During my five years with G5, I had only one hardware problem: faulty power supply unit. I bought couple of replacement PSUs on eBay and since then everything is OK. But after reading Cameron's Long life computing, I decided to do something similar for my PowerMac.
My to-do list for G5 cleaning was following:
- Remove as much dust as possible with canned air.
- Apply new thermal paste on both CPU's.
- Buy new heatsink for Radeon 9800Pro
Dismantling the PowerMac and removing CPUs is the easy part. I know, because I had to remove both CPUs, when I was swapping my PSU for a new one four years ago. You can find very good photo guides on iFixit.
The only part, which can be called "tricky" is unscrewing screws holding CPUs on the system board. PowerPC 970FX has TDP 48W for 2GHz clock at 65°C. FX CPUs are manufactured with 90nm process, my pre-FX CPUs are manufactured with 130nm process and they have no problem to double that consumption at the same temperature, when under heavy load. Heatsinks are big, maybe even a bit bigger than necessary and that means you need long phillips and torx screwdrivers.
After you have both CPUs removed from the computer, it is a good idea to mark which one is CPU1 and which is CPU2. According to my previous screenshots, CPU2 was producing more heat than CPU1, after the surgery it's the CPU1 which has higher temperature. As as it seems that most of the time CPU1 is doing more work than CPU2, temperature difference is even bigger than before. I even consider to do all the work again and swap CPUs back.
If removing CPUs from the computer or removing heatsinks from CPUs was easy, removing old thermal paste was a hell on earth. CPU itself is completely covered with some kind of transparent plastic, only the core is uncovered. Old degraded paste was everywhere under the plastic, so there was no other way how to clean the CPU than remove plastic with sharp knife and then give it a bath in isopropyl alcohol.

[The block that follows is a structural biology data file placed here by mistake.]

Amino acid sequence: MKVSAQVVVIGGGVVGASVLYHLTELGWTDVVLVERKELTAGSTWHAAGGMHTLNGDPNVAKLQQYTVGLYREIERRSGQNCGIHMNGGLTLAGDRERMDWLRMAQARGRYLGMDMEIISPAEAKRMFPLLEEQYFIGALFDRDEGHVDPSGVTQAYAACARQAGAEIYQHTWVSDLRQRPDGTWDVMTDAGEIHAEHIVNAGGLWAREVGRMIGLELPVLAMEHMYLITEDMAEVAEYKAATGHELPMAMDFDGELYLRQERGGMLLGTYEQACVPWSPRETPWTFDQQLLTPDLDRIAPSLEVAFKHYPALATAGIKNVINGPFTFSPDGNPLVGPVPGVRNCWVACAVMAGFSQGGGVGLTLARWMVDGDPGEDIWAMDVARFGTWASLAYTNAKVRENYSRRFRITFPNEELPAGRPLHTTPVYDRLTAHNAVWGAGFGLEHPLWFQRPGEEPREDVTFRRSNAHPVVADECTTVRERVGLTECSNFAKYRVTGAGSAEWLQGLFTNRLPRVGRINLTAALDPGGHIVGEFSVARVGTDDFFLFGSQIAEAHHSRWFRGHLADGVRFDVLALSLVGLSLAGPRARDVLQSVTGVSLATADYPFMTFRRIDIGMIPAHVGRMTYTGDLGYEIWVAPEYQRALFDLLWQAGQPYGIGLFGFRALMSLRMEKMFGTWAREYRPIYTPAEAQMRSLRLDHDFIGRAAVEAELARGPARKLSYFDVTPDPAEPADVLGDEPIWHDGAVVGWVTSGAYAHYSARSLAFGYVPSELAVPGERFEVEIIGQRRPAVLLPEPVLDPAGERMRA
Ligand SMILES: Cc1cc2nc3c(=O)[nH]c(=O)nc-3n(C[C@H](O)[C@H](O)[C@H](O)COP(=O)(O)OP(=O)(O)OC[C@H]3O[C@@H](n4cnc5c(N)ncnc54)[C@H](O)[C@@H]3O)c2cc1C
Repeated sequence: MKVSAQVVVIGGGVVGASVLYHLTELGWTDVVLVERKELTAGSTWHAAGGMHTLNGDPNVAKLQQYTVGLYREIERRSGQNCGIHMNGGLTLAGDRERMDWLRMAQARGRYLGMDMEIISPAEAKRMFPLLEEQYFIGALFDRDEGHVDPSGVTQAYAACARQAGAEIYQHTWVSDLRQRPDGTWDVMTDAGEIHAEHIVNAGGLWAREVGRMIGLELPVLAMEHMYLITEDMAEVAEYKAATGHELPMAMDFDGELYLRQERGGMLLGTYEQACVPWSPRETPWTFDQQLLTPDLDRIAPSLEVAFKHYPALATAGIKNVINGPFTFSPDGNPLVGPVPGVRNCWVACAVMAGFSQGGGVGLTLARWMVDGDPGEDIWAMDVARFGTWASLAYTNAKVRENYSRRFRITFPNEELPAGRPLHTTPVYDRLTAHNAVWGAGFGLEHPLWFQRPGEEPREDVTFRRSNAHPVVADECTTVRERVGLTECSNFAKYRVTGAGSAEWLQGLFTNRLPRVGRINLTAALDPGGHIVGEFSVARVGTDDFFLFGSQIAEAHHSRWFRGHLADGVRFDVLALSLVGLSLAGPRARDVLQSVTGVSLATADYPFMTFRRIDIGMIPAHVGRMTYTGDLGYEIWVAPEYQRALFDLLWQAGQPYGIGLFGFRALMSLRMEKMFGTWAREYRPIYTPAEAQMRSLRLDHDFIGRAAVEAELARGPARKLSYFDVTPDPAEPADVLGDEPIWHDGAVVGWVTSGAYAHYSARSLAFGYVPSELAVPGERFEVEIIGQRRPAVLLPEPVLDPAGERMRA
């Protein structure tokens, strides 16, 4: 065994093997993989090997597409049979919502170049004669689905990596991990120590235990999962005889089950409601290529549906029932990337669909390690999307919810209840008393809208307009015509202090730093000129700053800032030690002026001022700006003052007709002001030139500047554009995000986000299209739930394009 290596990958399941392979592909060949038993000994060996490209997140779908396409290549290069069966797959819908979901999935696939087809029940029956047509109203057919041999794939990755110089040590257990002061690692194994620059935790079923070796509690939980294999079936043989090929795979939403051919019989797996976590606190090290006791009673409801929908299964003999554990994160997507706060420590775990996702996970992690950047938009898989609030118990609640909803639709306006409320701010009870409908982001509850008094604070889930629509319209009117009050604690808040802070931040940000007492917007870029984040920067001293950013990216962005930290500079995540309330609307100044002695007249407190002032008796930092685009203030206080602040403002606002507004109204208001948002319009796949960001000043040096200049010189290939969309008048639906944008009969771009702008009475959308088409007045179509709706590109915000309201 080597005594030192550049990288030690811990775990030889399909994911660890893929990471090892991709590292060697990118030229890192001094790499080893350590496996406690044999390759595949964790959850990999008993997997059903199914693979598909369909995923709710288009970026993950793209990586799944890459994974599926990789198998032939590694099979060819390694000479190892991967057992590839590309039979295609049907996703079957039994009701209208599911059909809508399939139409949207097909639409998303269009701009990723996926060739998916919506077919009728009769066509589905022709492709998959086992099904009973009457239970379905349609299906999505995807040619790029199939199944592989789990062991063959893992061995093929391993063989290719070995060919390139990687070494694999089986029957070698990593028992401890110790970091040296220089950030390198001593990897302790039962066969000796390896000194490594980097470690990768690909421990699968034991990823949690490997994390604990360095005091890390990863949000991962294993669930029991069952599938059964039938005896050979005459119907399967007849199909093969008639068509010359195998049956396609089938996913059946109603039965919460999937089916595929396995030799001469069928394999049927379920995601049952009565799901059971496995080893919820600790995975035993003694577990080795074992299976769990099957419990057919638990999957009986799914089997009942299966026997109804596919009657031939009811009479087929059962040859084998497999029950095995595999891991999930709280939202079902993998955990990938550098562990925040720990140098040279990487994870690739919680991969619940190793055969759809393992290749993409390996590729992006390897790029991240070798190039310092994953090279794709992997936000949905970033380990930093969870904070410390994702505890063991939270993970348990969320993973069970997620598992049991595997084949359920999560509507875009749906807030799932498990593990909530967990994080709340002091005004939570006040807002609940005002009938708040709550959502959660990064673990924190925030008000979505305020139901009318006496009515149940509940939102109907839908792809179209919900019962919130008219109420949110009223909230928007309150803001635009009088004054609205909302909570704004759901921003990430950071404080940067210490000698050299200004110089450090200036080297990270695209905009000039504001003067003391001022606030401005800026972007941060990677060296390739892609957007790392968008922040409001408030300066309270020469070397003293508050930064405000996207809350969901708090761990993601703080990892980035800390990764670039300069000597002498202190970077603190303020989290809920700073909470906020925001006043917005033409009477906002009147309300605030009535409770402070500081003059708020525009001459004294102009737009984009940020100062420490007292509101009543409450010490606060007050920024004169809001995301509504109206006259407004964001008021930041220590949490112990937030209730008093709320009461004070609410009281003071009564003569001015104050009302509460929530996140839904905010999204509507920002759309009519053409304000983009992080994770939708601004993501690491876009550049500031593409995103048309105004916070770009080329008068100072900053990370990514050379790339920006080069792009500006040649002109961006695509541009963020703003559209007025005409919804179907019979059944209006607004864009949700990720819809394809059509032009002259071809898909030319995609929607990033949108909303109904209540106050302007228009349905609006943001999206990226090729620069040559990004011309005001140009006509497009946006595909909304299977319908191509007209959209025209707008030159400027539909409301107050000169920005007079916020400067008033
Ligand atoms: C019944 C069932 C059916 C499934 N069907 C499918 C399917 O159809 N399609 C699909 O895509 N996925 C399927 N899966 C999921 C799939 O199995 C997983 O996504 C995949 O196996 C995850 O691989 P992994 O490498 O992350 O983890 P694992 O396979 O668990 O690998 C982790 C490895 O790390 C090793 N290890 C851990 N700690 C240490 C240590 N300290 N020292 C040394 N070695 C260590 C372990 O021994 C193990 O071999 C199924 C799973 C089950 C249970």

After applying new non-metalic thermal paste to CPU cores and removing as much of the dust from the inside as possible, you have to do every previous step in the opposite way to get your Mac assembled. Just before tightening screws, that are holding CPUs with heatsinks on the system board, it is good to check, whether CPUs are sitting in sockets. The best way is to put your smartphone close to the system board and take a photo with flashlight on. Nothing can kill your Mac better than misplaced CPU.
As fan connector on the card is different than all connectors included with the cooler, I had to solder solder yet another molex connector to the CD/DVD power branch. It already powers DVD drive, VGA card (PC version of 9800 requires aditional power, Mac version doesn't, why?) and now the fan, I hope it can stand it in the long term.
And that's it. I hope that I made my G5 ready for another decade of service. I will however watch CPU temperatures to see the difference between CPU1 and CPU2. Ten degrees should still be OK, but better safe than sorry.